By: Jason L. Wright, Chief of Cyber Research
This past weekend, I had the privilege of competing with some of my colleagues in the Hack-A-Sat 2 contest. Jointly presented by the US Air Force and Space Force, Hack-A-Sat 2 (HAS2) is designed to inspire the world’s top cybersecurity talent to develop the skills necessary to help reduce vulnerabilities and build more secure space systems. Though similar to other cyber security capture the flag events (e.g. DEF CON Capture the Flag), the unique problems posed by space travel add an extra challenge for friendly hackers attempting to tackle security risks.
My team included researchers from Idaho National Laboratory, Dragos, Blackmere Consulting, and others. As a team, our first course of action was to fuel up on caffeinated beverages before we jumped into the 30-hour long fray.
Hack-A-Sat 2: Let the Challenge Begin
The first challenge we encountered in the contest dealt with the unique issues of communicating in space. Electrical noise and ionizing radiation can mangle and flip bits, obliterating the message. To cope with this, various encoding and error correction methods can be applied (e.g. Hamming Codes with SECDED). To put it more simply, we can add bits to our data that allow us to detect and fix errors.
In one problem presented to us, we were given a piece of Python code with error correction bits applied. Our challenge was to modify the code in such a way that it operates out of tolerance by flipping exactly three bits, to simulate ionization. We chose to modify the statement “if temp > 35: turn off the heater” to read “if temp > 75: turn off the heature”. Changing 3 to 7 is flipping one bit. But, we also had to fix the error detection and correction bits. By flipping the correct bits in the error correction byte and modifying the 3 to a 7, we were able to cause the simulated heater to operate outside its tolerance of 70 degrees.
Another challenge presented us with cartesian coordinates and velocity, and asked us to express these as Keplerian elements. Continuing from this problem, we were given the coordinates and velocity of a spacecraft in geotransfer orbit and asked to determine the maneuver (time and change in velocity) required to put the craft into a particular geostationary orbit. The math is beyond me –but a few of our teammates worked together to solve both of these problems.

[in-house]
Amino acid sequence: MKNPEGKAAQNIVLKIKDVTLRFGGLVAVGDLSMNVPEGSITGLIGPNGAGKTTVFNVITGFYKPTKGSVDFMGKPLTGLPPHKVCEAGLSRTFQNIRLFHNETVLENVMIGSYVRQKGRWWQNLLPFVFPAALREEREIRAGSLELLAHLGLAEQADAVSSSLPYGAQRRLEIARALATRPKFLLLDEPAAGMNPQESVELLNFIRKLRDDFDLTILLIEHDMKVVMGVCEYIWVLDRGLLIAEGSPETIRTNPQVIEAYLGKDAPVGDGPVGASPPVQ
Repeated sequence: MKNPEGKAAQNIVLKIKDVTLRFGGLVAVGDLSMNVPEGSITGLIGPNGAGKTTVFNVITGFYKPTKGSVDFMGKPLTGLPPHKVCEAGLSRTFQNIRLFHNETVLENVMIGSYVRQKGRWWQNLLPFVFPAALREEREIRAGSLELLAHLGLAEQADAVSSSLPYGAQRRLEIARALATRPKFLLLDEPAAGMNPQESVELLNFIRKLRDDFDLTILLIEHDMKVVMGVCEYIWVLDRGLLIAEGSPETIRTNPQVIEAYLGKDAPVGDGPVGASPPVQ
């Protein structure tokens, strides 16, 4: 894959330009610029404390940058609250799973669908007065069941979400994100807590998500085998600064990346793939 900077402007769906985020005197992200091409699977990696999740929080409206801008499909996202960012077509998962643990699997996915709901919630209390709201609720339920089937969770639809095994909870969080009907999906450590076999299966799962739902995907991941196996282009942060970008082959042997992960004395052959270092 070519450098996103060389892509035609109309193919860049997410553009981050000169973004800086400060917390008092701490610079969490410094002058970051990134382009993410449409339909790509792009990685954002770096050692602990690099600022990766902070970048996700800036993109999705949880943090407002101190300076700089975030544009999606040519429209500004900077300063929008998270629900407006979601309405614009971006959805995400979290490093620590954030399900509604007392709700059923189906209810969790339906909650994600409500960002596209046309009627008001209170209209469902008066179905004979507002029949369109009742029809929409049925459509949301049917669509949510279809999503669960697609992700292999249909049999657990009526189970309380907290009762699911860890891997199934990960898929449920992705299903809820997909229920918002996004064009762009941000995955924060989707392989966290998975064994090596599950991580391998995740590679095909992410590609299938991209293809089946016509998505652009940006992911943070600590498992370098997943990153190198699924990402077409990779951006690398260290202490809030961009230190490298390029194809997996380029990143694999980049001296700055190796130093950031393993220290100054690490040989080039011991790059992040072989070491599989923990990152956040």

My favorite challenge was “Mars or Bust”. The setup: Simulation showed that a satellite is on a trajectory to crash on Mars. Our goal was to reverse engineer the ROM to patch it correctly to prevent the crash. The challenge parameters outlined that we could send modified copies of the ROM to a simulator and observe the behavior.
The ROM provided was for a MIPS processor, commonly found in Linksys/Netgear access points. Our team used various reverse engineering tools to try to comprehend the logic. In the end, we identified the main control loop and several of the controls (thrust, deploy lander legs, eject lander back shell, etc.).And, as it happens sometimes, just as we were beginning to understand the thrust control logic, the contest ended.
Throughout the day, we crashed the lander many, many times in the simulator, but never quite got it to touch down. However, we did identify many spectacular ways to crash a lander. (Let me know if you would like any pointers!)
Hack-A-Sat 2 Takeaways
In the end, we had a lot of fun and placed in the top 10%, coming in 68th out of 697 teams. Not too bad in my book!
Contests like this really show the importance of having team members with diverse backgrounds and having the right communication tools for the task. Although our team was geographically dispersed, (only 3 of us were in the same room for most of the contest on a team of about 10), we were able to effectively and efficiently work together using tools like Discord chat, voice, and screen sharing – as well as writing up intermediate results on a common wiki.
Many thanks to the organizers of Hack-A-Sat 2! I hope the contest continues next year!